[Scene: September 2018. Living room of Jurgen Klinsman, with the coach and a New York Times reporter present]

The United States men’s national team coach sits back in his chair and looks longingly out the window. The reporter begins this interview in the wake of the end of another interesting World Cup, this time in Russia.

“Coach,” he begins, “you just finished your second tour as the U.S. national team head coach. Looking back on these past seven years, what is the biggest lesson you’ve learned?”

Expecting the coach to talk about how far the U.S. program has come or needs to go, the reporter begins to write but stops suddenly when Klinsmann answers, “I will always regret not bringing him to Brazil with me.”

“You mean Fox Sports analyst Landon Donovan?”

“No, but that’s what people thought at the time. When Jozy Altidore pulled up in the Ghana match, I knew we were in trouble. There was no way he was going to play the rest of the tournament, and I knew that I had made a tactical mistake by not bringing a forward who has the skillset I needed to maintain the tactics I had drilled into that team.”

“No, with Jozy out, I had to wedge this team into a 4-2-3-1 system that was tight in the midfield and rely on Clint Dempsey as my only forward supported by the inexperienced Mix Diskerud. Or I had to bring in Aron Johansson (which prepared him for the Russia World Cup) or Chris Wondolowski, both of whom were scorers that had vastly different skills than I needed. I should have brought a forward that could have played up top my formation and held up the ball, or swapped with Clint at times and made runs out wide. Instead I brought guys I thought I would only need in the late stages of games.”

“I should have brought Eddie Johnson with the U.S. national team to Brazil.”

“If I would have done that, I would have been able to move players around the midfield to address the deficiencies I saw in that Ghana game, in particular moving Michael Bradley farther forward. However, with Diskerud as my playmaker, Bradley had to move back and was woefully unable to control play like he should have. We couldn’t beat a battered and injured Portugal team and we were pounded by the German machine.”

“But if EJ were in camp with the team, we would have lost Jozy’s incredible talent but I still could have kept my formation and tactics. EJ also had the experience to handle a World Cup match unlike my other forwards and has experience playing well in big games.”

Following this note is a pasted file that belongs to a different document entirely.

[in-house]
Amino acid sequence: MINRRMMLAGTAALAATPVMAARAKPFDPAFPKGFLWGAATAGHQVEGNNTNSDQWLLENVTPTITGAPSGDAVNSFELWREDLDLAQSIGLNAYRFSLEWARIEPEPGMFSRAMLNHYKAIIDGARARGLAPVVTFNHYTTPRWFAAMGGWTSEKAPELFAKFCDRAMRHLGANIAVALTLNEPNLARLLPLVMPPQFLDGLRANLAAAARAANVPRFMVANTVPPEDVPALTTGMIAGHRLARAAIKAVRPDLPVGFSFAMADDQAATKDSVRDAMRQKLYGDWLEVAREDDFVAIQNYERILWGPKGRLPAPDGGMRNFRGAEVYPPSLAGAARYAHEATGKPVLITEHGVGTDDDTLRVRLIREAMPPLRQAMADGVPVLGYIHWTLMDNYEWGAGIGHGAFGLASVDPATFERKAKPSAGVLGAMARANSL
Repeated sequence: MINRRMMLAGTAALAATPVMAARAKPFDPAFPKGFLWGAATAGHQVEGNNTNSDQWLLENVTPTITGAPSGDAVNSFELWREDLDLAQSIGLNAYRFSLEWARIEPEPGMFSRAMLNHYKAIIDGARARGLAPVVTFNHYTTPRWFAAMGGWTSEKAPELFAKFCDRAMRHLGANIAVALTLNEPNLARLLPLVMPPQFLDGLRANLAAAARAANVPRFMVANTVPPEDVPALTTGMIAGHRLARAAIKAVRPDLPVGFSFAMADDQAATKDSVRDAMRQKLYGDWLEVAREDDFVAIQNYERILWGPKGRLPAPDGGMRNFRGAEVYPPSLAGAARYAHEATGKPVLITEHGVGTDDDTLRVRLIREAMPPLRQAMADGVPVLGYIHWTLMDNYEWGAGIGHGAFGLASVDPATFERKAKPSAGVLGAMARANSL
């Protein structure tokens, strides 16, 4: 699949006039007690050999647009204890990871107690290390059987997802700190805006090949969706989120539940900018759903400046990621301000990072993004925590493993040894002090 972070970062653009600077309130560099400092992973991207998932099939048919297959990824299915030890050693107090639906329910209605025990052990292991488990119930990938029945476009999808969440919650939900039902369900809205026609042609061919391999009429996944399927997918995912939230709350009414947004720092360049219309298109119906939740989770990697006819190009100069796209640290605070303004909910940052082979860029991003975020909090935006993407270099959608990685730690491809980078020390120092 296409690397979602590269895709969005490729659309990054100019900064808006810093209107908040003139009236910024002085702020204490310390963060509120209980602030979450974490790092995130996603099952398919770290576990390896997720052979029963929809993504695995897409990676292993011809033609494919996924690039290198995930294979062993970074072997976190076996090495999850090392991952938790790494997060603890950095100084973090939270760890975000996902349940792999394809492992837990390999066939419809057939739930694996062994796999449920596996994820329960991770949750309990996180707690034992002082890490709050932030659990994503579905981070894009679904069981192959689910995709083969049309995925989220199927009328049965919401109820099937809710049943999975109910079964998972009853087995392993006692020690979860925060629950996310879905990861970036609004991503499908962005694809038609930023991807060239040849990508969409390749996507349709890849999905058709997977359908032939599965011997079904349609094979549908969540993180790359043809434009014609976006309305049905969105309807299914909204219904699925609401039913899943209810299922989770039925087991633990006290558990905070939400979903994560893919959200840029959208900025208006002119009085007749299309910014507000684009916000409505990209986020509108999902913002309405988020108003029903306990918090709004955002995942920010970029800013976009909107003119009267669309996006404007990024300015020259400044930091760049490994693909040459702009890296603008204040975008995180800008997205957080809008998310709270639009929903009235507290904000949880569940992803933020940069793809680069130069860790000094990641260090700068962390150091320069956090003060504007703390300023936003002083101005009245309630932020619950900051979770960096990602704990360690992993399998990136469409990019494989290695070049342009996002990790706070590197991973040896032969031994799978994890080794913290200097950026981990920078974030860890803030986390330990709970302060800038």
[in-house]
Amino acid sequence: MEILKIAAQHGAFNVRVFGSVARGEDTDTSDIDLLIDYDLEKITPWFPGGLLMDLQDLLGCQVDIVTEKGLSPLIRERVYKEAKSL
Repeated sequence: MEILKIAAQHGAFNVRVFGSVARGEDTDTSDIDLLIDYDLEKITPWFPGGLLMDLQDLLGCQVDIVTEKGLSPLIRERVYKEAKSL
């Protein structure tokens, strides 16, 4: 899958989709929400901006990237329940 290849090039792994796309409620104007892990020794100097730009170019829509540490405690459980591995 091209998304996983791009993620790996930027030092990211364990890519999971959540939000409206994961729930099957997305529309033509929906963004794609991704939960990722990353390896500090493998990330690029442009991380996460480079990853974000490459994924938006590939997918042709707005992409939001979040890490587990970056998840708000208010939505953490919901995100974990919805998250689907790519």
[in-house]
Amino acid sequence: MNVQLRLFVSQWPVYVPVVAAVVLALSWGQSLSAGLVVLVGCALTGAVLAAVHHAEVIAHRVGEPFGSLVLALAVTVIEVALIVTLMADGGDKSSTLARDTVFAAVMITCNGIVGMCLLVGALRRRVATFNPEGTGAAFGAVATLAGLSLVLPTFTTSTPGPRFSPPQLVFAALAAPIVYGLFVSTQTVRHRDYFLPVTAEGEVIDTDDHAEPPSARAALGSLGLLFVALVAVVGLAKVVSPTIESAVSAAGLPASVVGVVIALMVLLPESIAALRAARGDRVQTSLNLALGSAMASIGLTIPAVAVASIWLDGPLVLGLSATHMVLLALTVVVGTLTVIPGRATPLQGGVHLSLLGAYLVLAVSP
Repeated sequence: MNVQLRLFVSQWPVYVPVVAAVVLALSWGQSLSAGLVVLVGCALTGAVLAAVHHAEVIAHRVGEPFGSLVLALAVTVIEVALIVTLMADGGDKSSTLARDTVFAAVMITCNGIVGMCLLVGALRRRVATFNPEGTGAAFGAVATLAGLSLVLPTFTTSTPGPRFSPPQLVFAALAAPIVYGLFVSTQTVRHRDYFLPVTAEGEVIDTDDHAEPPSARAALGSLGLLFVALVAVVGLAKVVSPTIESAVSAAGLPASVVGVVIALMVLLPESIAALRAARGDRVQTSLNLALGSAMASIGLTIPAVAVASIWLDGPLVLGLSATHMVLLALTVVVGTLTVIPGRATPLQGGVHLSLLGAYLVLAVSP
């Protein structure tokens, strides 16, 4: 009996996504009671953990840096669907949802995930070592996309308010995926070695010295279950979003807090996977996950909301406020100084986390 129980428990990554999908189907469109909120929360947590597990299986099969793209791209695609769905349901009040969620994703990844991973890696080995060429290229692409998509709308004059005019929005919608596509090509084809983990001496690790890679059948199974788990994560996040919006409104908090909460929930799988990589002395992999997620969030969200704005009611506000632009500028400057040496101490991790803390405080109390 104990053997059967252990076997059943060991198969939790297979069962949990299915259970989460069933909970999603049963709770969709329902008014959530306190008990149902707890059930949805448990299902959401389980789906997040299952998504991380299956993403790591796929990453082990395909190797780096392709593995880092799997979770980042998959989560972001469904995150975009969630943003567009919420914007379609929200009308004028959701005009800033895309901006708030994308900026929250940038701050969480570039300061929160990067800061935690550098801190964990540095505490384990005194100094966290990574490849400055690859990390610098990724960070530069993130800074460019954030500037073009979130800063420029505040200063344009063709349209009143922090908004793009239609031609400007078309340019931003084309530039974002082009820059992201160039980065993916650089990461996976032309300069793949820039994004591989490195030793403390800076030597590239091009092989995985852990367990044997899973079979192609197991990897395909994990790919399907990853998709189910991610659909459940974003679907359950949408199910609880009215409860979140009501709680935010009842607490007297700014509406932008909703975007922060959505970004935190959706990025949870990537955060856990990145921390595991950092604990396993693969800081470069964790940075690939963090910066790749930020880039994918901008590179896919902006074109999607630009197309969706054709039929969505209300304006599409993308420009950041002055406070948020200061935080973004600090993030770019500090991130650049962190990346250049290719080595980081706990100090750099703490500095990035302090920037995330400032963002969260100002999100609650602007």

“People kept saying that I should have brought Landon, but tactically that would not have helped me. That would have left me even more deficient defensively, and our midfield would have been shredded on the wings. No, EJ was the guy I needed to place Clint, Michael, and Jermaine Jones on the field in the positions where they would have succeeded.”

Klinsmann pauses, and sits back in his chair.

“The end result may not have been different; finishing second in Group G was always a tough draw in the round of 16. But we had such an opportunity, with Portugal hobbled and Belgium so talented but inexperienced in 2014. If we had the right players in place, we could have shocked people by beating Portugal, maybe drawing Germany, and surprising some inexperienced teams in the knock out rounds. Who knows where it would have ended?”

The American coach again just stares out the window, with a look on his face full of wonder of what might have been.

This fictional account is a little silly, but highlights a major deficiency in Klinsmann’s roster. If he would have brought Eddie Johnson or a similarly skilled forward, the United States coach could build his strategy using similar tactics that the U.S. used in the first match and in the friendlies leading up to the World Cup. Instead, as Kartik Krishnaiyer points out, the Yanks are now facing a scenario where they will have to possible alter their possession system or rely on inexperienced players to keep that system working. This is a serious concern for the U.S. and a potential match-up problem for them against their next two opponents.